In the words of the great American philosophers Pop duo, MKTO:
You’re over my head
I’m out of my mind
Thinking I was born in the wrong time
One of a kind, living in a world gone plastic
Baby, you’re so classic!
While they may have been singing about a girl in their very catchy tune, it can also be applied to an Old Fashioned. It’s such a classic cocktail that will never go out of style…one that won’t try to wow you with façades, bells or whistles.
Whisky a Go-Go
The main alcohol in this drink is Whiskey or Whisky, depending on how you spell it. The Scottish spell it Whisky, the Irish spell it Whiskey…and us Americans spell it both ways, depending on the producer. For the sake of making this blog ever-so-much faster to read, I’m gonna go with Whisky (dropping the ‘e’)…we’re streamlining it today!!!
Whisky is essentially a distilled alcohol that is produced from a fermented grain mash, which is created by adding hot water to a grain, allowing it to steep, releasing enzymes that turn starches into sugars, ready to ferment.The type of whisky you get is a result of the grain you are using. So, when you hear Bourbon Whisky, you know they are using a mash that is at least 51% corn. Rye Whisky is made from at least 51% Rye. You get the gist.
A classic Old Fashioned is made with either Bourbon or Rye Whisky, so depending on your preference, use your fave! Bourbon has a traditionally sweeter taste (not sweet, but sweeter) and is a bit more full-bodied than Rye Whisky, which is drier and spicier in flavor.
Both will give you a fantastic Old Fashioned and both are classics!
What the Heck is an Angostura Bitters?
Another key component to this drink is the Bitters. Angostura Bitters is the classic variety that has been around since the earth’s crust started to cool…or at least since 1824.
If you taste it straight, in my opinion, it tastes like Christmas! At least that’s how my cousin Ben describes his Starbuck’s Chai Latte…and Angostura Bitters has a similar taste to Chai…cardamom, cloves, cinnamon, ginger…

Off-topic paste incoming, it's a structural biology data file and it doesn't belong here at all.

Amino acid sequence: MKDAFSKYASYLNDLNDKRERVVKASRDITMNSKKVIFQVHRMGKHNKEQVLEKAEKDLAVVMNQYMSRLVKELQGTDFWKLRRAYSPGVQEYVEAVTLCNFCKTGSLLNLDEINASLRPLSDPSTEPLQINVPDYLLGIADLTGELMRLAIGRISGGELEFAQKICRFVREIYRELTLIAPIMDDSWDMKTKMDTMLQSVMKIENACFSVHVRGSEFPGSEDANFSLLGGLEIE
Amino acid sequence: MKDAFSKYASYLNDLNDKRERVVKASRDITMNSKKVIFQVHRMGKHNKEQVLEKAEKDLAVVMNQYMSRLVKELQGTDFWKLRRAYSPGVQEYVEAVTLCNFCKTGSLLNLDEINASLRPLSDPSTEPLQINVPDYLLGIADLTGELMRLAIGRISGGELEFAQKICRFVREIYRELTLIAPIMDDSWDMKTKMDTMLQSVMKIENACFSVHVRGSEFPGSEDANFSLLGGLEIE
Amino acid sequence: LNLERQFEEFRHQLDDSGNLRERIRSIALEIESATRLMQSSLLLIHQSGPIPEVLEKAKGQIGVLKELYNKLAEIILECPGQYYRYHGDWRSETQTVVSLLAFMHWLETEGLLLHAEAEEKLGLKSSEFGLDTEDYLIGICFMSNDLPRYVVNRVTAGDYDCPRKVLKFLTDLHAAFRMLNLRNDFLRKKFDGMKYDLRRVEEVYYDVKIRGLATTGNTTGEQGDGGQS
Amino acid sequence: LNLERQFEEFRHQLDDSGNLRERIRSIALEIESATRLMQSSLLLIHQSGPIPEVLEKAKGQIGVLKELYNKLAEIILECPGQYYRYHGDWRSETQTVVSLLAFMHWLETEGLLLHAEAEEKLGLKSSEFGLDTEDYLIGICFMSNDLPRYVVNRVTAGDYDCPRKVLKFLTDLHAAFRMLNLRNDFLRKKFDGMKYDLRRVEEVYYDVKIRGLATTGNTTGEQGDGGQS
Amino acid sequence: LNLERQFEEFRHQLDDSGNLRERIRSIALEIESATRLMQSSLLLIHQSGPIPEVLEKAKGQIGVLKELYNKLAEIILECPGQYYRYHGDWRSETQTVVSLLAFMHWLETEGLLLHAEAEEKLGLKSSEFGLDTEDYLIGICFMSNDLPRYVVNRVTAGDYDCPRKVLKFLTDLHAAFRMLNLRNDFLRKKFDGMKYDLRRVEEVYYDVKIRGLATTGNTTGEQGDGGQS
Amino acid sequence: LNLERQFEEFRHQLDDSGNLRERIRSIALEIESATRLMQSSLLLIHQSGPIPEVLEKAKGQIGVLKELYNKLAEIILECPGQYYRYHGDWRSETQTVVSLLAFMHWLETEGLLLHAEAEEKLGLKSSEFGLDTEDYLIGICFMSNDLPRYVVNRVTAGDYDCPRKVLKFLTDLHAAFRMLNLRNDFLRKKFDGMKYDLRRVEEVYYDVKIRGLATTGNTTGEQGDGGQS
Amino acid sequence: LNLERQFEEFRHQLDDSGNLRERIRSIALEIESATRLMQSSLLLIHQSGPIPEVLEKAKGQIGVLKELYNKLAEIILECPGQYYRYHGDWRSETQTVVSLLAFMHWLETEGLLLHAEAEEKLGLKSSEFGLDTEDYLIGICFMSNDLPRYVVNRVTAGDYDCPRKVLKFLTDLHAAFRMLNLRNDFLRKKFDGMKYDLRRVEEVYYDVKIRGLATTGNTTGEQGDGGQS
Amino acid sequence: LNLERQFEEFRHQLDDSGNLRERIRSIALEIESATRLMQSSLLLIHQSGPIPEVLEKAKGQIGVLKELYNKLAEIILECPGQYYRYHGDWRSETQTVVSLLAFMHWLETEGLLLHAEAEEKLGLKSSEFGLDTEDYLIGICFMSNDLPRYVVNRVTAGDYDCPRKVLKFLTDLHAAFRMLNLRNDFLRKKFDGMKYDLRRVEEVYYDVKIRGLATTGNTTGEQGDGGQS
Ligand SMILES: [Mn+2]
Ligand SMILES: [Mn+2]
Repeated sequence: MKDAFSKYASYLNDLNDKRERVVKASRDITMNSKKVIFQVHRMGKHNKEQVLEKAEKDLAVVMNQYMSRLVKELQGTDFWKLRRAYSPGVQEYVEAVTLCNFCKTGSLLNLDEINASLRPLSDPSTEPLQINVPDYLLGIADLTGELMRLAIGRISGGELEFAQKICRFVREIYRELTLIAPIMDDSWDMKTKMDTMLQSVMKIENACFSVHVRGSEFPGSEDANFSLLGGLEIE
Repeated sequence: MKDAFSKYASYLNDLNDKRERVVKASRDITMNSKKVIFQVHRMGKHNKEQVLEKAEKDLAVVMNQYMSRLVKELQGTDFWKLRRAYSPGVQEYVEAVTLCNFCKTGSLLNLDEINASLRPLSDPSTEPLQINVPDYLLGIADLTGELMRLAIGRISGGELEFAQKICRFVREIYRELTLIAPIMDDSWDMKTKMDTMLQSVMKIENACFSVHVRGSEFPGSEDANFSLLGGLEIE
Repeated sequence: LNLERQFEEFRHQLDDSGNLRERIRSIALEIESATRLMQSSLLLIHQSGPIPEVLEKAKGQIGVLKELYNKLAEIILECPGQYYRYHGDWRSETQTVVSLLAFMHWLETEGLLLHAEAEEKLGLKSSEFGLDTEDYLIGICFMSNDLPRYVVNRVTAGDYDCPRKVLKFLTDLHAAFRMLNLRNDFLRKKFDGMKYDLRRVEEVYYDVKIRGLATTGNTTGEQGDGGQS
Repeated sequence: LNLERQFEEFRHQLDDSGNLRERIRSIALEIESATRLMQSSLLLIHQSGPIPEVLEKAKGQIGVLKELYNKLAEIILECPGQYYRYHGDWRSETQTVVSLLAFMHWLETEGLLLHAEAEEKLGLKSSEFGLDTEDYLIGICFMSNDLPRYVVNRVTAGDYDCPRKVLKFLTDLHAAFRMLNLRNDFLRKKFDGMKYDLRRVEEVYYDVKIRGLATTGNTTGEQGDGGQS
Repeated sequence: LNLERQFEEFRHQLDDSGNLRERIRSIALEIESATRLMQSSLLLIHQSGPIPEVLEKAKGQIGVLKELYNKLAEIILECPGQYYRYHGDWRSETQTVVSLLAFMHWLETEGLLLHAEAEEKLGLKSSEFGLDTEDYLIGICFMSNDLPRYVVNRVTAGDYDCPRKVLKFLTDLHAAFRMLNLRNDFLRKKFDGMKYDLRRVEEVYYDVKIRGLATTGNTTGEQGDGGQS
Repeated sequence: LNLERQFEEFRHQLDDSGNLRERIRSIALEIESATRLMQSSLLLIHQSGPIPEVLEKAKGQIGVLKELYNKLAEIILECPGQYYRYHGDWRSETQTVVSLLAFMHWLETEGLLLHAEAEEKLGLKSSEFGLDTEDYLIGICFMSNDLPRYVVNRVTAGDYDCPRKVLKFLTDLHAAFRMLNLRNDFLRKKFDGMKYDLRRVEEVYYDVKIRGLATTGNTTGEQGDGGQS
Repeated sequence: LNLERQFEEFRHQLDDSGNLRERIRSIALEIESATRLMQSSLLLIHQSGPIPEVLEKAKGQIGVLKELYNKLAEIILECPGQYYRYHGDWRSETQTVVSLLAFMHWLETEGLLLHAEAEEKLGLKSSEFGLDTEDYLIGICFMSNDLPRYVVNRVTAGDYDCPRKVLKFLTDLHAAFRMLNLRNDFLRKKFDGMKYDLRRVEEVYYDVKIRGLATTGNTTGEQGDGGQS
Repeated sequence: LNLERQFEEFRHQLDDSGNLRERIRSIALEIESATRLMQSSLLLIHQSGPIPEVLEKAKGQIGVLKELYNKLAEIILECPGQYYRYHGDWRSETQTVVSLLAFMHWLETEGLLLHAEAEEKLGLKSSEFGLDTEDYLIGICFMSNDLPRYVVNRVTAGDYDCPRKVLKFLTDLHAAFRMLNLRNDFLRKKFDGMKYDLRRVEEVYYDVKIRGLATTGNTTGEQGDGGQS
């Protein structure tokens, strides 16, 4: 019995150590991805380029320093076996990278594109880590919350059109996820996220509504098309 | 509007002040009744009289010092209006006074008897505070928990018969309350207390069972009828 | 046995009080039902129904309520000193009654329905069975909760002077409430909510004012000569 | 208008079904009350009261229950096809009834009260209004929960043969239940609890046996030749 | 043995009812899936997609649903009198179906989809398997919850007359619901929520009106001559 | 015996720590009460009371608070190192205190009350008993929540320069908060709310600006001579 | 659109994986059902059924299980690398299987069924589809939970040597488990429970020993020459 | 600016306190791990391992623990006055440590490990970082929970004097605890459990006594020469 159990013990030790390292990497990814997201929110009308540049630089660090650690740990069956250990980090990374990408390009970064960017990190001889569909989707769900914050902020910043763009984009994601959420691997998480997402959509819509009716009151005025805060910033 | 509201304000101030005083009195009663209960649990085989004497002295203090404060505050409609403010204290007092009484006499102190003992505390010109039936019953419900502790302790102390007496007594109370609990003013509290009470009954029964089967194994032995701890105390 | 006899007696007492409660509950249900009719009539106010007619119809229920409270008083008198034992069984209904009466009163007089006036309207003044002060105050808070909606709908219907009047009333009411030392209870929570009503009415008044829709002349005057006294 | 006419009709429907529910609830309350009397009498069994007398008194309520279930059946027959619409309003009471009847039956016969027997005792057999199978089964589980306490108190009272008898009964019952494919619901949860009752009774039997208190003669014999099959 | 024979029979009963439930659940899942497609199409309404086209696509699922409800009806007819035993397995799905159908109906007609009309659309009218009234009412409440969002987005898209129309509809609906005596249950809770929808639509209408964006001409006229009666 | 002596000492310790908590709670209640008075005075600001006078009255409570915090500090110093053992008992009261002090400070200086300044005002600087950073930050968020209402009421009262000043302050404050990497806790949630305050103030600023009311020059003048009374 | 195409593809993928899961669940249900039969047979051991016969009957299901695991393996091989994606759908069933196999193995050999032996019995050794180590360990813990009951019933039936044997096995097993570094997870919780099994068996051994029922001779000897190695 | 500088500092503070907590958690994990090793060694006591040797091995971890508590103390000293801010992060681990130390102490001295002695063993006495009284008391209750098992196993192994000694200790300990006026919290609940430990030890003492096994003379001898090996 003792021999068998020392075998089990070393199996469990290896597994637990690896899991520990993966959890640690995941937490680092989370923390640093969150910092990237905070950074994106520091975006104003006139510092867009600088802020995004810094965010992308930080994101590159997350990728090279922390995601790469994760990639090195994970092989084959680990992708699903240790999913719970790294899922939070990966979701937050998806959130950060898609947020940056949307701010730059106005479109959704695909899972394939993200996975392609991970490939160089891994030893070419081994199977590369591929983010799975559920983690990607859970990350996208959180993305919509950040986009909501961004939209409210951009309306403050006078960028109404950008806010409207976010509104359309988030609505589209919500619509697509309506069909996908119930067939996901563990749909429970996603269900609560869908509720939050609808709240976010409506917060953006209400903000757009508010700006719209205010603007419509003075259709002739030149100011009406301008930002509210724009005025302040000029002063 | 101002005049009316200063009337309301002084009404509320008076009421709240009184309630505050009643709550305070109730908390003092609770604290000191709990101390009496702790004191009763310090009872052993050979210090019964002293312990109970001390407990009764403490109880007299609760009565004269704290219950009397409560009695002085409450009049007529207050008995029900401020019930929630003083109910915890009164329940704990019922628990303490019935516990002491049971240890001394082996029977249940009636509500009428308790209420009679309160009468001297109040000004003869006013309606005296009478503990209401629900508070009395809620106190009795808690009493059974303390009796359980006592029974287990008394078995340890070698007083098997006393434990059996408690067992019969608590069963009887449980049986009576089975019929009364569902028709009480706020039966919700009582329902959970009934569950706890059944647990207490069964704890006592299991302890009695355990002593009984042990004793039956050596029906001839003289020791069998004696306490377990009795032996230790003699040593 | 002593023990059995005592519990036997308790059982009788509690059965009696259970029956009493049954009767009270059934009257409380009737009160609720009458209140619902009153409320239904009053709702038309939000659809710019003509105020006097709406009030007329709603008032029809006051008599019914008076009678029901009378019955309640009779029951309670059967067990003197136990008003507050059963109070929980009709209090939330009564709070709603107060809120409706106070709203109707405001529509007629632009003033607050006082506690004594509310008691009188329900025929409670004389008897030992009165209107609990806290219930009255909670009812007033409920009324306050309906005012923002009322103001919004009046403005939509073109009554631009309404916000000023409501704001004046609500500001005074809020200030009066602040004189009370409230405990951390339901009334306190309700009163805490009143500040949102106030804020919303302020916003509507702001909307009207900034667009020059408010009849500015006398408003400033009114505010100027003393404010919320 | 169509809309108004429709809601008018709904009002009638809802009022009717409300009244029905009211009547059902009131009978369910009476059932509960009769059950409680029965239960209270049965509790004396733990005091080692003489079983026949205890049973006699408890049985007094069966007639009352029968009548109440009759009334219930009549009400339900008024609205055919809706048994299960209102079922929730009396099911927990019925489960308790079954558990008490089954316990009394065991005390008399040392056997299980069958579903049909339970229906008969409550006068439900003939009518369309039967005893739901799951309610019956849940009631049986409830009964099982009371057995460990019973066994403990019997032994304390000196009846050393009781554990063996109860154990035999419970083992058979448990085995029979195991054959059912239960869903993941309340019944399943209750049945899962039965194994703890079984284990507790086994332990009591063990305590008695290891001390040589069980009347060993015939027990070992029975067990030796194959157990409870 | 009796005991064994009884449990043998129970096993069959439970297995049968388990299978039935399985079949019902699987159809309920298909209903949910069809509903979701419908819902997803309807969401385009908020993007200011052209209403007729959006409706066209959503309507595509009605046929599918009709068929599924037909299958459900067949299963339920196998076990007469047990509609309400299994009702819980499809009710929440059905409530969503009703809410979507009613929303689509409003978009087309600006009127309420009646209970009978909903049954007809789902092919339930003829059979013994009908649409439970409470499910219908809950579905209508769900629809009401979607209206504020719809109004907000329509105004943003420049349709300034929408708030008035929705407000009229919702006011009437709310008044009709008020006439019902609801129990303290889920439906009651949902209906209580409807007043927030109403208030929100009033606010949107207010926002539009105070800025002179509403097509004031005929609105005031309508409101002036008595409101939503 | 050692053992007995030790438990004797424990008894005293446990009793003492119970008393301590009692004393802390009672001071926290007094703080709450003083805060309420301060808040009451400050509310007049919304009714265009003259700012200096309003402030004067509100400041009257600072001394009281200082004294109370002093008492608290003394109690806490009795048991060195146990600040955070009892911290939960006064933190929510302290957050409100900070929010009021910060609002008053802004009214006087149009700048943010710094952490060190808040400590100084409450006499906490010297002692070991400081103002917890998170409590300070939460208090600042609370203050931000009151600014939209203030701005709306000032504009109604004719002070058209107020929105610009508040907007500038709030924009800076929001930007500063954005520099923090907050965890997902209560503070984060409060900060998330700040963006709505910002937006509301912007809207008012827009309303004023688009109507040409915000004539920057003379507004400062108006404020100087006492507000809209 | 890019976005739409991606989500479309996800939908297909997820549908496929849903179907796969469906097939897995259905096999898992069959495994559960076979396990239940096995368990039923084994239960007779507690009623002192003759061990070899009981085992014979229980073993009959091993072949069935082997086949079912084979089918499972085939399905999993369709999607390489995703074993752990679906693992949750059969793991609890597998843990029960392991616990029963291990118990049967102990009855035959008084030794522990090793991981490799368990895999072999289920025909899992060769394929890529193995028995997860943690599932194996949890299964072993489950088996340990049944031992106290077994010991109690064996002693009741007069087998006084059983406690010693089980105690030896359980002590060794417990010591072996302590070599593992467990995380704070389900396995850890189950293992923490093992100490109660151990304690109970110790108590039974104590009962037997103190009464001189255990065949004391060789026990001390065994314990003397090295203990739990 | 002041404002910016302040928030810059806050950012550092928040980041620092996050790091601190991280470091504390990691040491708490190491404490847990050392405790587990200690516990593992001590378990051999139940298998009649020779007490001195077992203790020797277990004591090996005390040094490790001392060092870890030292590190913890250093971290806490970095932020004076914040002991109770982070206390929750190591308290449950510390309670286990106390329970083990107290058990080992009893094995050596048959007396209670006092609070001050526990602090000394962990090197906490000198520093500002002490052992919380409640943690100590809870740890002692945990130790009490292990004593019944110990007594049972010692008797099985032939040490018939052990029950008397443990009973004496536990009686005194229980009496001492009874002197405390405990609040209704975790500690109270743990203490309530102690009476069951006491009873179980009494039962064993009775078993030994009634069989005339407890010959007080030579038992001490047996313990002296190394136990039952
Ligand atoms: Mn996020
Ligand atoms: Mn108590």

The recipe is highly guarded with only a handful of folks on the planet knowing the actual recipe. Nonetheless, known as the “bartender’s salt,” it’s the key ingredient to many of the classic cocktails.
Ice Sculptures not Crescent MoonsIs it just me or does anyone else despise the crescent moon-shaped ice that my freezer’s automatic ice maker makes? (Let me first take a moment to recognize how lucky I am to actually have an ice maker in my Tiny Kitchen…it was not always the case).
Still, there is something about the crescent ice that lacks appeal…not to mention that the little moon ice somehow adheres itself perfectly to the inside of the glass to make drinking a beverage impossible as the ice gets stuck between your lips and the liquid below, creating a little obstacle course and the perfect storm for the liquid to drizzle, instead, around the ice and down the side of your face. Classy.
Maybe it’s just me.
Hey! The visual is everything in cooking and the same can be said for drinks. So, I actually have a little silicone ice cube tray that makes the perfect little square ice cubes for any mixed drink. They sell them in all shapes and sizes, so you can have fun making the perfectly-shaped ice for your drink.
You finish off the Old Fashioned with orange rind (aka orange zest). While ladies love this drink, it is also a man’s man drink, so don’t put in any extra fruit. There’s no cherry in an Old Fashioned…that’s a Manhattan. A thick shaving of orange zest is all that is needed for the perfect Old Fashioned. A vegetable peeler works great for that, but you could also use a knife…just make sure you’re only getting the peel and not a lot of pith.
Once you have the perfect strip of orange zest, be sure to twist it just a bit to release some of the orange oil into the drink and give it a swipe around the rim for good measure. Drop it in and:
Na zdrowie! (Polish)
ΥΓΕΙΑ Yamas (Greek)
How do you say it???
SO WHAT YOU'RE GONNA NEED IS:
- Add 1 Sugar Cube (or 1 teaspoon) sugar to a Rocks or Double Rocks Glass.
- Add 1 teaspoon Water and 2 shakes Angostura Bitters.
- Stir until the Sugar starts to break down and dissolve.
- Add 2 Ice Cubes.
- Add 2 ounces Bourbon Whisky (Note: you can also use Rye Whisky. Bourbon will be more full bodied and a touch sweeter; Rye will be dryer and spicier.)
- Stir for about 20 seconds. Add more ice if desired.
- Garnish with orange peel (Note: use a Vegetable peeler to create a 3 inch long by 1 inch thick peel) (Note: I like to twist the peel a little over the glass to release some orange oil into the drink. You can also rub the peel around the rim of the glass too).